Hostile messages and actions from others can lead to you feeling anxious, wary, and angry. You might feel isolated, alone and low. Your self-esteem may suffer and you may feel weary and hopeless.
People cope with difficult relationships, including those related to forms of oppression and prejudice, by developing ways to help them survive. A CAT approach will respect how your survival strategies were needed, but may help you make changes if they are now unhelpful in other ways.
Some areas of focus for discrimination
Common characteristics that can be the focus of inequalities and discrimination include:
- biological sex (eg male, female, intersex)
- cultural expression
- disability (including intellectual and physical disabilities
- health status and health conditions, both physical and mental
- employment status
- gender, gender identity and gender reassignment
- income and poverty
- language and the way you express yourself
- marital status, including forced marriage
- physical appearance, including your size and weight
- pregnancy and parenthood
- race, including your skin colour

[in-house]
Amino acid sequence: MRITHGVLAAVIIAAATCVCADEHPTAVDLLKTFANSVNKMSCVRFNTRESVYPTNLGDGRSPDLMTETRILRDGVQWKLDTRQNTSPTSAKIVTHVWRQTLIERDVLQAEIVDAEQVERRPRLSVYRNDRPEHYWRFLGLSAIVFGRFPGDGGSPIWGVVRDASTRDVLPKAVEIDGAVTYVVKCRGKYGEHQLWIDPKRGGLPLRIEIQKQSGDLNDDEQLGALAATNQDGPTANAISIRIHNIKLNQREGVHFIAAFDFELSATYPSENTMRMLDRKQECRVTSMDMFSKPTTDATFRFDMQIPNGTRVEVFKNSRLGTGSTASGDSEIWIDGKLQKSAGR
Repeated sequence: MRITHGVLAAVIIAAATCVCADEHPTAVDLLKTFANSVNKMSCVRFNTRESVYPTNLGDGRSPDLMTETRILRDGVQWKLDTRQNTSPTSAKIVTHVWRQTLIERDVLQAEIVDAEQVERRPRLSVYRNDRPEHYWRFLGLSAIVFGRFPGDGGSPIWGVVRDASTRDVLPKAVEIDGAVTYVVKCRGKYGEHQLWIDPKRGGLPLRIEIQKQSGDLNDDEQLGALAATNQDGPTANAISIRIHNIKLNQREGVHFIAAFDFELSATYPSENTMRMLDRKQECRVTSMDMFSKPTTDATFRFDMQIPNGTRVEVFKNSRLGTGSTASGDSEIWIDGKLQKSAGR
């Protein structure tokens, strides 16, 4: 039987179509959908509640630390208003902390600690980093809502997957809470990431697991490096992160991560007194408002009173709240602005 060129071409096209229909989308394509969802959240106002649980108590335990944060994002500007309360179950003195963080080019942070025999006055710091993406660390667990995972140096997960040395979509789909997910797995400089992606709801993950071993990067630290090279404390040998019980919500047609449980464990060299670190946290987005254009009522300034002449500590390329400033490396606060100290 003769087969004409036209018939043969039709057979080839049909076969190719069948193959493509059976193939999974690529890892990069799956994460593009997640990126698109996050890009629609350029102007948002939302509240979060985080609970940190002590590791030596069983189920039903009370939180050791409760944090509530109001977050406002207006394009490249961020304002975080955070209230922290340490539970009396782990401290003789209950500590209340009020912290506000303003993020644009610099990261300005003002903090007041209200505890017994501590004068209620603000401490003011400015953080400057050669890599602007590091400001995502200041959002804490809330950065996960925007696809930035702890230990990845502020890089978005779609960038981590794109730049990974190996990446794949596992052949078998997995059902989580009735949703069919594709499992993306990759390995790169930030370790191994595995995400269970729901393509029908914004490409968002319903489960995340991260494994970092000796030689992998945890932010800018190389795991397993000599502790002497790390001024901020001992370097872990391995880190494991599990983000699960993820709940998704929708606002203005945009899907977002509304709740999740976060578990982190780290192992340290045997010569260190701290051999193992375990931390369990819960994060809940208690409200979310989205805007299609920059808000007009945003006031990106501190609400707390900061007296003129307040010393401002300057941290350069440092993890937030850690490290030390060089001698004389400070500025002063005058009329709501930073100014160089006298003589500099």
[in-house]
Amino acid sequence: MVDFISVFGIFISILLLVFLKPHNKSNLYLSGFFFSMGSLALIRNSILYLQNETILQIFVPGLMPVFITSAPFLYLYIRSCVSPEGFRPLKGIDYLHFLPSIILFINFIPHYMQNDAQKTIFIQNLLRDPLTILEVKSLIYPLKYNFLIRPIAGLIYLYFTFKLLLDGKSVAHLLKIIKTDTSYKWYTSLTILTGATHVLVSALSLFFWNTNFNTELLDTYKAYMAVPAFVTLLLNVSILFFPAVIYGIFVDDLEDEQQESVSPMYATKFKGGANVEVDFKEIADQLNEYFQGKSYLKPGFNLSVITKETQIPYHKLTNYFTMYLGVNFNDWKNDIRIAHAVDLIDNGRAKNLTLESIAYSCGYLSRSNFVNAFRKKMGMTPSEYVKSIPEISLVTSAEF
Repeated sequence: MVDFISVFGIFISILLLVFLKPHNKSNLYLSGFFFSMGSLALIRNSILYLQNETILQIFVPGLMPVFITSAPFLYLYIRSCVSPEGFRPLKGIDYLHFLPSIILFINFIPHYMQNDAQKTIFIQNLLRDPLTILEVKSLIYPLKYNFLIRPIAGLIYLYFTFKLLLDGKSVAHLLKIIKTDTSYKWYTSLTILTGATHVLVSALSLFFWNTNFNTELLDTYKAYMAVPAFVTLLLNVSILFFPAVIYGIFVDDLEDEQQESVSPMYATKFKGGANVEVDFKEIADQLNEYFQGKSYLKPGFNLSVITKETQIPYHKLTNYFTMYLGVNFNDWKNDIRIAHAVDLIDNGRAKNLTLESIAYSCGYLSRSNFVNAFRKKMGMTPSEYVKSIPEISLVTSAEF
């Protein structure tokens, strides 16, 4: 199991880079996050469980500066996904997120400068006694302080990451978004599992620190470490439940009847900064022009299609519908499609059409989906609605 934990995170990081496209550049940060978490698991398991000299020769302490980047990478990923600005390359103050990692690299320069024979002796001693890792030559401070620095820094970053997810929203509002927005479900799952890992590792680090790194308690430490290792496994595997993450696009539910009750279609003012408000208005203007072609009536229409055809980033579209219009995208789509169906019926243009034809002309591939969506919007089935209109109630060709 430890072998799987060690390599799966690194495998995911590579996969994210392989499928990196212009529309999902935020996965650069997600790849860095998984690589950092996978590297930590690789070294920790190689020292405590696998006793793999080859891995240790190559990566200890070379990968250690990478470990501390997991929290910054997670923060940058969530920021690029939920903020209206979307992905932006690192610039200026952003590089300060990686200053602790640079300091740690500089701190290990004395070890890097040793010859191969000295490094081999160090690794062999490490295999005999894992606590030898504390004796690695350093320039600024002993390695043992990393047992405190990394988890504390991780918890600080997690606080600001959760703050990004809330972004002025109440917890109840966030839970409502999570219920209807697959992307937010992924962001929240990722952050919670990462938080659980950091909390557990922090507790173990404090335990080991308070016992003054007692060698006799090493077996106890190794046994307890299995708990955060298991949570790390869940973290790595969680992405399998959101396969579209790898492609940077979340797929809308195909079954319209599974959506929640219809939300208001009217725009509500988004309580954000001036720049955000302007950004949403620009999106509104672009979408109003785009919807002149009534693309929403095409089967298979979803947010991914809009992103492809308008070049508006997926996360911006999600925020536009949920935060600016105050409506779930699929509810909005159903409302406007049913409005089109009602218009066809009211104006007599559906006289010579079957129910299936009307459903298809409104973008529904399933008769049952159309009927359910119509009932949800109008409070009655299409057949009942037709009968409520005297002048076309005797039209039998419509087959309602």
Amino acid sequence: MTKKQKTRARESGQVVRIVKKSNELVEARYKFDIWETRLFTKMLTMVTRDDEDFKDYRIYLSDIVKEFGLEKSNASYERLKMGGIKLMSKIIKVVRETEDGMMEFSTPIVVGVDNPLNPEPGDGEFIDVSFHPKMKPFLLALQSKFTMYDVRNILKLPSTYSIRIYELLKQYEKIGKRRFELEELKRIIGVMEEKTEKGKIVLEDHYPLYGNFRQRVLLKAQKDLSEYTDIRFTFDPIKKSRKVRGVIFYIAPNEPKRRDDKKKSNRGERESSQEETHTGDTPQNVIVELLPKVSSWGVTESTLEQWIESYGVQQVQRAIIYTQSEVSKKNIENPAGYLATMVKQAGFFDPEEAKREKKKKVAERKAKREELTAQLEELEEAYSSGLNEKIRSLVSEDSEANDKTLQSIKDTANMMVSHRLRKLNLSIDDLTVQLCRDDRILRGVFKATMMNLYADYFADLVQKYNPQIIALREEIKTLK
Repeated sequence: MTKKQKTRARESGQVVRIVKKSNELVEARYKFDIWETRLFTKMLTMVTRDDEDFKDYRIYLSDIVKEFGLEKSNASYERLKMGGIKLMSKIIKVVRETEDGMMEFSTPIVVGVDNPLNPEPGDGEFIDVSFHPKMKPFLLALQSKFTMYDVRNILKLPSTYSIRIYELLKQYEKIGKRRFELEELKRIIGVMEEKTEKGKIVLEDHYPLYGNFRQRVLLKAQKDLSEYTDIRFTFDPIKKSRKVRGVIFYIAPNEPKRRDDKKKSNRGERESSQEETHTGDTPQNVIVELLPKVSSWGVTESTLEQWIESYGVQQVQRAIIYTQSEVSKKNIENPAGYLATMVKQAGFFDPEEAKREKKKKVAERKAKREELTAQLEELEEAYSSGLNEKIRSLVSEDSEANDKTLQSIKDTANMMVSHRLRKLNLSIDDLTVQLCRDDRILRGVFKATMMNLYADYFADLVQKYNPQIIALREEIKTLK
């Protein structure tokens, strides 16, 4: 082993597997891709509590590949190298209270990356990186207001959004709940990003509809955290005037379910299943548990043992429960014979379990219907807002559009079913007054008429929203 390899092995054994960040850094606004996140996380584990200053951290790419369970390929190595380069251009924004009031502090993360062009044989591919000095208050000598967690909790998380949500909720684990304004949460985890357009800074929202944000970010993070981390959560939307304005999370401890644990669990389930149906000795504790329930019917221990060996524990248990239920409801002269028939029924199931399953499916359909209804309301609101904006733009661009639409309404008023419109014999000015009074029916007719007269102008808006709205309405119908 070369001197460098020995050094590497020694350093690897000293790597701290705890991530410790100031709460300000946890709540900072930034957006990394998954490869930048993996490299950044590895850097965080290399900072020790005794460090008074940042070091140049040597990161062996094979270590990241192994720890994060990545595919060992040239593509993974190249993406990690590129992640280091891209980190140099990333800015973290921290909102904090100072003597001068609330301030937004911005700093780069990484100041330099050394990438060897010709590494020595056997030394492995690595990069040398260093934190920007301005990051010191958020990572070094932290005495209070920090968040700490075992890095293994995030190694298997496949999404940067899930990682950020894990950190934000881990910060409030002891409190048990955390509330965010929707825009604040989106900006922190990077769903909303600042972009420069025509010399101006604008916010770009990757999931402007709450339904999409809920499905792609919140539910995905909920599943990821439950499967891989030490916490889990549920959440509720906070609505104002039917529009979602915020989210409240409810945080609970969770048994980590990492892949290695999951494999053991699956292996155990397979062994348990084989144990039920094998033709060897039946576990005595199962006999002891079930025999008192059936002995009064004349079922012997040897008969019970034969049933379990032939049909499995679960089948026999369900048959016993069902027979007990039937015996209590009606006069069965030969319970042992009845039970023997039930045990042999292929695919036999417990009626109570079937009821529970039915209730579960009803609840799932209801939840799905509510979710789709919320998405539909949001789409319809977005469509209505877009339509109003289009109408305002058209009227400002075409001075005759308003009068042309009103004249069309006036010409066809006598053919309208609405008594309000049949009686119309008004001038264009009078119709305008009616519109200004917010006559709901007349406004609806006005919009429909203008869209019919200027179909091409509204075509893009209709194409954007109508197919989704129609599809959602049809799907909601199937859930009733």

- religion and belief
- sexuality & sexual expression
- socioeconomic status or social class
When and how do I raise these kinds of issues?
Your therapist will be curious with you about these broader influences. Some CAT tools help to highlight them in your early sessions, if you want to include them in your therapy. As CAT is a very collaborative approach, the focus will be guided by your aims and agenda.
Many people feel aware of an imbalance of power in the relationship between a person in, therapy and the therapist. This can be the case even when you and your therapist are from very similar backgrounds. If there are more differences between you along these lines, or in your life experiences, any power imbalance may feel more marked. Relationship roles that arise from the outside world may feel important in the therapy relationship too.
Exploring these together, and adding them to your map, can help us name and address them within the safe environment of therapy. It’s not always easy to talk about them. It can take time to build up trust so that it’s comfortable to do so.